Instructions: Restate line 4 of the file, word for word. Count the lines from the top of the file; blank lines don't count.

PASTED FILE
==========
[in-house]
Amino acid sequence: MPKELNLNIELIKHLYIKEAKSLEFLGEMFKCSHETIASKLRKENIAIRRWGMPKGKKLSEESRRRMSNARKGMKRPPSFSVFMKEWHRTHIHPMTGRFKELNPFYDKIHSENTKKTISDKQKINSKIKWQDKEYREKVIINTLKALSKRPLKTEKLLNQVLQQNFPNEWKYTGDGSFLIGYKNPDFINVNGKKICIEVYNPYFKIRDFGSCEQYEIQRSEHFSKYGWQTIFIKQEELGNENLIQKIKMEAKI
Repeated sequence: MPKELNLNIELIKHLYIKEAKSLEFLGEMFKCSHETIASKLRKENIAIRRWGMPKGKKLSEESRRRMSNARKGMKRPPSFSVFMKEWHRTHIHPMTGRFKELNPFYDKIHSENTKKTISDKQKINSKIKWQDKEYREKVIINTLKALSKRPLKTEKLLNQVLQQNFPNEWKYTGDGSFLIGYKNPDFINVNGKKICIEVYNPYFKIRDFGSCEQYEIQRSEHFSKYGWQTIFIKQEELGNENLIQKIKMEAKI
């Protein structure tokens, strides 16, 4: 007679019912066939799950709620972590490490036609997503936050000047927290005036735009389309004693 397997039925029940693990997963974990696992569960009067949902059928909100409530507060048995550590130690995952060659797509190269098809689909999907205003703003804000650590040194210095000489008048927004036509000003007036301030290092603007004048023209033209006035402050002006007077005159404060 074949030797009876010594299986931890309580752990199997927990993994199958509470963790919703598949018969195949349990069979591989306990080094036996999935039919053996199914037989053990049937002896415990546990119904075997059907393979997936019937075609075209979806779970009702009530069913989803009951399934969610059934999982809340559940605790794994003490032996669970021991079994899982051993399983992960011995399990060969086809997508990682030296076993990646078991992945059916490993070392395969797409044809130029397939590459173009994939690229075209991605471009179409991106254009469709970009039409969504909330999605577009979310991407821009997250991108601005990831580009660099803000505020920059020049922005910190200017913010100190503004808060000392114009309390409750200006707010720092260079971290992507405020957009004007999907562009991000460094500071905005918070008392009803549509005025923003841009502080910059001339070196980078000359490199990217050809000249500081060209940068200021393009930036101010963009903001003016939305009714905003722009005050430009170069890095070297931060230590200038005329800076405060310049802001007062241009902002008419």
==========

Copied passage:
């Protein structure tokens, strides 16, 4: 007679019912066939799950709620972590490490036609997503936050000047927290005036735009389309004693 397997039925029940693990997963974990696992569960009067949902059928909100409530507060048995550590130690995952060659797509190269098809689909999907205003703003804000650590040194210095000489008048927004036509000003007036301030290092603007004048023209033209006035402050002006007077005159404060 074949030797009876010594299986931890309580752990199997927990993994199958509470963790919703598949018969195949349990069979591989306990080094036996999935039919053996199914037989053990049937002896415990546990119904075997059907393979997936019937075609075209979806779970009702009530069913989803009951399934969610059934999982809340559940605790794994003490032996669970021991079994899982051993399983992960011995399990060969086809997508990682030296076993990646078991992945059916490993070392395969797409044809130029397939590459173009994939690229075209991605471009179409991106254009469709970009039409969504909330999605577009979310991407821009997250991108601005990831580009660099803000505020920059020049922005910190200017913010100190503004808060000392114009309390409750200006707010720092260079971290992507405020957009004007999907562009991000460094500071905005918070008392009803549509005025923003841009502080910059001339070196980078000359490199990217050809000249500081060209940068200021393009930036101010963009903001003016939305009714905003722009005050430009170069890095070297931060230590200038005329800076405060310049802001007062241009902002008419």